In a small study of 12 healthy men, orally-supplemented pyridoxine (one vitamers of vitamin B6) as a dose of 100 mg in the evening hours had no effect on nocturnal melatonin levels in the blood (77). Nocturnal melatonin levels in the blood, however, doubled in over 100 small children between the ages of 18 months and 8 years when pyridoxine was administered at night intravenously at doses of 3 mg/kg (78). Any possible deficiency of pyridoxine in these hospitalized children was not reported.

Reliable clinical evidence of boosted melatonin secretion following the ingestion of cations, magnesium or zinc, does not yet exist. In a study of 10 healthy men, a single intravenous dose of magnesium sulphate was found to have no effect on the release of melatonin (79). No correlation, however, between serum magnesium and melatonin levels was found in patients with intervertebral disc herniation. Instead, a clear positive correlation between serum zinc and melatonin level was found (80).

The pineal gland contains high levels of n-6 and n-3 polyunsaturated fatty acids (PUFA), especially arachidonic acid and docosahexaenoic acid (DHA) (81). There is some evidence that fatty acid status can influence melatonin synthesis. In rodents, an n-3 deficient diet reduces nighttime melatonin secretion, which returns to normal with supplemented DHA (82, 83). Based on animal experiments, the rhythm of AANAT activity may be altered by n-3 status and n-3/n-6 ratio, as well as these may modify the activities of membrane-bound proteins including enzymes, receptors and transporter proteins (81).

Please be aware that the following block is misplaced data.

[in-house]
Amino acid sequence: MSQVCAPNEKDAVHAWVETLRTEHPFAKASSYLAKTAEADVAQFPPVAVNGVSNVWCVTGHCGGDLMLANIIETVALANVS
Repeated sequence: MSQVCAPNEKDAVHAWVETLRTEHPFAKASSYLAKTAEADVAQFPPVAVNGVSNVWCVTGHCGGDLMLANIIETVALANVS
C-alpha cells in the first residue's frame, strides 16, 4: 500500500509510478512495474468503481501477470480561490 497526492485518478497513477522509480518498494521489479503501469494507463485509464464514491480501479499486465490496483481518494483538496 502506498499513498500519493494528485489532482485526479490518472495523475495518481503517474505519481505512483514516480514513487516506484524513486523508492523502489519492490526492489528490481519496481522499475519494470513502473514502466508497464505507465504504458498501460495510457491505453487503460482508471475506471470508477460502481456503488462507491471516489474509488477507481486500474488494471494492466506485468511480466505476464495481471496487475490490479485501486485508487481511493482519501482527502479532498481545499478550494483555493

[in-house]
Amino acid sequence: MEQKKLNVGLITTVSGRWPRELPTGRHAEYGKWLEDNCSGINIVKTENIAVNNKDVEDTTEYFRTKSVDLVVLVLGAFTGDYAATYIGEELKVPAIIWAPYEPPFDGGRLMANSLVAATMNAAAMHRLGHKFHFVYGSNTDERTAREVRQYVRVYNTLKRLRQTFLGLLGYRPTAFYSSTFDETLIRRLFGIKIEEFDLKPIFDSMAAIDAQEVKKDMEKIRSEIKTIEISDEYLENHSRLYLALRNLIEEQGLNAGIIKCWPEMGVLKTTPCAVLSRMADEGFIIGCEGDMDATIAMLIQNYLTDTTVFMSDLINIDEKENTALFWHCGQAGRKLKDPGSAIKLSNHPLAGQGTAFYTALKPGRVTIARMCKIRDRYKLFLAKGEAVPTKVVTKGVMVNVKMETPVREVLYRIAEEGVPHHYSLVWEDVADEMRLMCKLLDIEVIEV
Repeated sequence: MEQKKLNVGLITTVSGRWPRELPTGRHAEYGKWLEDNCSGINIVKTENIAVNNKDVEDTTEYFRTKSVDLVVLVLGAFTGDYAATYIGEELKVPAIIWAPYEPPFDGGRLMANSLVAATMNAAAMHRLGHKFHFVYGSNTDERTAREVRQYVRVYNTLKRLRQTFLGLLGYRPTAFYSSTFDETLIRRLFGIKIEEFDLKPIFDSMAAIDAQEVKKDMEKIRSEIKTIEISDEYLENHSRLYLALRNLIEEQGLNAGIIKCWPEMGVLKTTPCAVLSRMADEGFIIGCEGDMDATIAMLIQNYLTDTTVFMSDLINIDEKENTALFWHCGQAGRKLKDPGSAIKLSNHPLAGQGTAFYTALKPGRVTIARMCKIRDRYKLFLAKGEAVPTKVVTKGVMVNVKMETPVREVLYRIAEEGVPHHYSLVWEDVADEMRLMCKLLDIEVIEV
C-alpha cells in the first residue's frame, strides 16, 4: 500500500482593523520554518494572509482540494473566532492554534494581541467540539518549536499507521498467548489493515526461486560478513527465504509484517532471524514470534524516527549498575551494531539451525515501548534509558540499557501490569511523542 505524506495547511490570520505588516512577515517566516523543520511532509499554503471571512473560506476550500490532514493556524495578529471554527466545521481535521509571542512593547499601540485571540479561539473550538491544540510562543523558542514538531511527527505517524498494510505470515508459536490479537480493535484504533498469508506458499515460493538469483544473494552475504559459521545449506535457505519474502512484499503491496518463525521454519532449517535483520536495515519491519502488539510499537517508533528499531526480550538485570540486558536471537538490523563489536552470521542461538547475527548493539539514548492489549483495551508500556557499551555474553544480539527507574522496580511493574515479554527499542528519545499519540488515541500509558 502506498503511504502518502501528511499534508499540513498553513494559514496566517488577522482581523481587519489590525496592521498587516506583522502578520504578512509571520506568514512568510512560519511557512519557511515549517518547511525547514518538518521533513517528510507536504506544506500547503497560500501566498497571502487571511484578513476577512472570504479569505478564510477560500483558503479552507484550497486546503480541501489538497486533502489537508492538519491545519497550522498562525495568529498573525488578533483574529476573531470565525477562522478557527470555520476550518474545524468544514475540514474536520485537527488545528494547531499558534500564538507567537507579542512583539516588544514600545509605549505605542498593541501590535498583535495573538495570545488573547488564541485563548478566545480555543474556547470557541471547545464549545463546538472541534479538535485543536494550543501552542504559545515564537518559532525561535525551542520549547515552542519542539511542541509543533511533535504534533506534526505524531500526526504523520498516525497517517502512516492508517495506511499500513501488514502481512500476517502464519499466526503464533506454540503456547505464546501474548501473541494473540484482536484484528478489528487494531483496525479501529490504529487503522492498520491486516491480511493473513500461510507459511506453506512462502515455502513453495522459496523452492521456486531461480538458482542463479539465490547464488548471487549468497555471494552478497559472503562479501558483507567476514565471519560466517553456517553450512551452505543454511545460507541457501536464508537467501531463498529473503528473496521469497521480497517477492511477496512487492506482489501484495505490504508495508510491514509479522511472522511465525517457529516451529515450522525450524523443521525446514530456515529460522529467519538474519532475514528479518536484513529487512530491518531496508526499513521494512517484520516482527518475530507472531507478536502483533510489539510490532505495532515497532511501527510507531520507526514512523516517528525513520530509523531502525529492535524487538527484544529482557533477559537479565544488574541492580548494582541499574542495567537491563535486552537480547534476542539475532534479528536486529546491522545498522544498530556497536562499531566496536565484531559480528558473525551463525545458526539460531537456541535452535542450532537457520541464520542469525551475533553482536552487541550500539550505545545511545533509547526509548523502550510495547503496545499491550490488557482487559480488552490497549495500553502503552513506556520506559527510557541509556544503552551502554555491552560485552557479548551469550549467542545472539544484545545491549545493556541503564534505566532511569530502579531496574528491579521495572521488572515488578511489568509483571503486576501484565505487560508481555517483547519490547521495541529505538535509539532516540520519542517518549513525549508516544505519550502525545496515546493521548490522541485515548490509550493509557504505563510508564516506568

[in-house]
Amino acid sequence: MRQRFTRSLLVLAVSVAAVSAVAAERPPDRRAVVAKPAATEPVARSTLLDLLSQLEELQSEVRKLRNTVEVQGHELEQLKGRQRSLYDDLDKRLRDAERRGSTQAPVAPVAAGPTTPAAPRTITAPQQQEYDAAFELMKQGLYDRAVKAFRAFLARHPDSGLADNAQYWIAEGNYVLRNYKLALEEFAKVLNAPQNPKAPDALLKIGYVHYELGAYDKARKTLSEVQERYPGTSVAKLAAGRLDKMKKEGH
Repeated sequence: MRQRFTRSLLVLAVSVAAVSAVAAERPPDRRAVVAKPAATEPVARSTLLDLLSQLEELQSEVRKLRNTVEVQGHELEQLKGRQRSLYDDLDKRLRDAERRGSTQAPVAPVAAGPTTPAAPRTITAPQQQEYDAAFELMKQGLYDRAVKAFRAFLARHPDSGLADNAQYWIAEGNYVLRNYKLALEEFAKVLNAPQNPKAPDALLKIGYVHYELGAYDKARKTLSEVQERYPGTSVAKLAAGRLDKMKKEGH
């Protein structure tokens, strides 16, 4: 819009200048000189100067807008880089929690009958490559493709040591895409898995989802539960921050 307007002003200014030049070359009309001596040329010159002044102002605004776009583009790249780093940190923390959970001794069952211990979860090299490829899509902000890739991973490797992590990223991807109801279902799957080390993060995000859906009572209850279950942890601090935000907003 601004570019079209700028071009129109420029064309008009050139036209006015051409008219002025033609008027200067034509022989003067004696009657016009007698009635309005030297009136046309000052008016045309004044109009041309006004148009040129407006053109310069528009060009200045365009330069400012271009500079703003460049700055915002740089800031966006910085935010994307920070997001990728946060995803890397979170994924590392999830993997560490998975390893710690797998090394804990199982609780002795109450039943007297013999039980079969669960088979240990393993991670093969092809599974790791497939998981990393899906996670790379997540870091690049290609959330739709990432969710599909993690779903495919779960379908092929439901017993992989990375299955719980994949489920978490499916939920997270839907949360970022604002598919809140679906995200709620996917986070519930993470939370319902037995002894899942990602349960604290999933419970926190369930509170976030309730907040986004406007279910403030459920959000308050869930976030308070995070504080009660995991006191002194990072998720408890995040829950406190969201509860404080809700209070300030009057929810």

We did not find any similar PUFA studies with humans. The only clinical study to measure the importance of dietary PUFA on melatonin levels in humans as yet found is a study of insomnia patients (84). Subjects ingested dietary supplements in capsule form containing soy oil, cade oil, humulus lupus extract and soy lecithin daily for a month immediately before sleep. Neither this supplement nor placebo capsules containing olive oil had any influence on urinary excretion of 6-SMT (84).

Clinical relevance and conclusions

Melatonin secretion is strongly related to the duration of darkness. Its most definitive physiological role is to convey information to the body about day length for a variety of physiological functions. In addition to melatonin's role as an endogenous synchronizer, growing evidence suggests its anti-oxidative activity as well as its having a role in modulating immune responses. At present, a growing interest is focused on the validity of the anti-tumor mechanisms of melatonin.